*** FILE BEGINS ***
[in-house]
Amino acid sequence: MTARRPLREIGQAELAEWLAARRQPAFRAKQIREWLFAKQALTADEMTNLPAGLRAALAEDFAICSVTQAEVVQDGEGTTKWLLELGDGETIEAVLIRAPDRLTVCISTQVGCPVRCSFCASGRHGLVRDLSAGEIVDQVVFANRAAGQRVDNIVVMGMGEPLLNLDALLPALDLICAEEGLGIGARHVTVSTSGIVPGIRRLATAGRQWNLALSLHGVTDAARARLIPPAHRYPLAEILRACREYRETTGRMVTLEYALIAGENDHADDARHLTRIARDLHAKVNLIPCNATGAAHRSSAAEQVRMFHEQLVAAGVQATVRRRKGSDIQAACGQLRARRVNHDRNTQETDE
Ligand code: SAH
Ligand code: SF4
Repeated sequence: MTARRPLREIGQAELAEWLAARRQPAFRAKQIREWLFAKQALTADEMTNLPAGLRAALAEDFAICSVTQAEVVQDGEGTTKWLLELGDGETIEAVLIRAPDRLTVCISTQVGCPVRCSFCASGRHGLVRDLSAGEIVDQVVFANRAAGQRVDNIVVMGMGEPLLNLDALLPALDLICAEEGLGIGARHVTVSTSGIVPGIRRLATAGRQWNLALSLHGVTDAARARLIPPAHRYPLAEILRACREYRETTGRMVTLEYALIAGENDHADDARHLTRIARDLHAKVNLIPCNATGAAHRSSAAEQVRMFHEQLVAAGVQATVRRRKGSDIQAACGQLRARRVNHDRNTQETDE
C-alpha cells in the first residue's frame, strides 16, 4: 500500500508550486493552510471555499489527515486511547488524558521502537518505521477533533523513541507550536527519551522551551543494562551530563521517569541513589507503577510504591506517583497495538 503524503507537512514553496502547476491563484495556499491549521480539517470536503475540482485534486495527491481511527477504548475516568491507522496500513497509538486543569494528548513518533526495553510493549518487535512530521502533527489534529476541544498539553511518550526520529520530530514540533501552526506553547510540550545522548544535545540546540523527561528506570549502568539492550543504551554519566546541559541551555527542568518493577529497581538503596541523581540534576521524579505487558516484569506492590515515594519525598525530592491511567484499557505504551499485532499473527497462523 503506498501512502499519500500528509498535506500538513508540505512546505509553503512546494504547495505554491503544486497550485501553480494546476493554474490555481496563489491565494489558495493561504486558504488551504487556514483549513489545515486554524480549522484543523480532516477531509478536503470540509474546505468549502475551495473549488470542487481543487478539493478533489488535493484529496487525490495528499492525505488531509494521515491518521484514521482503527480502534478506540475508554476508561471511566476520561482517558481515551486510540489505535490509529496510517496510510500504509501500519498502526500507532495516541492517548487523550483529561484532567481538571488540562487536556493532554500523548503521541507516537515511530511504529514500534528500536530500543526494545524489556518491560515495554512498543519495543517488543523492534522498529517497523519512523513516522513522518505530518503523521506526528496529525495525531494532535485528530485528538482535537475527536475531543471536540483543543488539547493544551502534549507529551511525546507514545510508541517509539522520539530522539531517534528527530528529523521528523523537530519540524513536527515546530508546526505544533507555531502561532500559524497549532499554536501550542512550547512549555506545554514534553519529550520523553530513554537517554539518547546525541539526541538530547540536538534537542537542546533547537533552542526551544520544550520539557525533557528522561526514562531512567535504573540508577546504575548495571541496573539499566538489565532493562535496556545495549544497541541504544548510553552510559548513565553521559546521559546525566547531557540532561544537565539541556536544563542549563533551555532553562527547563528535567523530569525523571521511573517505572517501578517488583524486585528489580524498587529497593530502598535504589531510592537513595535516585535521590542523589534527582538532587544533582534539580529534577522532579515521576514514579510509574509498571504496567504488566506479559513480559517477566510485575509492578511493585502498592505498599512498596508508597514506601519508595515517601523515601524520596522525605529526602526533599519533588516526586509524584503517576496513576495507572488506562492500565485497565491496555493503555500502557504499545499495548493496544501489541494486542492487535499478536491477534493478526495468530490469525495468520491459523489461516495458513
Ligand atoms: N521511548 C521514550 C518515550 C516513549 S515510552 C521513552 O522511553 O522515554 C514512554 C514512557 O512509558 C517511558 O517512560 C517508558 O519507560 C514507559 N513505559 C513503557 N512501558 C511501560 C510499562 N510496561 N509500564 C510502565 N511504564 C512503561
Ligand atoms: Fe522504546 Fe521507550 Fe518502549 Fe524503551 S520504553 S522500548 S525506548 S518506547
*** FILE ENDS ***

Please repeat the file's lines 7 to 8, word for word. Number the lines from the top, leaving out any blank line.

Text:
Ligand atoms: N521511548 C521514550 C518515550 C516513549 S515510552 C521513552 O522511553 O522515554 C514512554 C514512557 O512509558 C517511558 O517512560 C517508558 O519507560 C514507559 N513505559 C513503557 N512501558 C511501560 C510499562 N510496561 N509500564 C510502565 N511504564 C512503561
Ligand atoms: Fe522504546 Fe521507550 Fe518502549 Fe524503551 S520504553 S522500548 S525506548 S518506547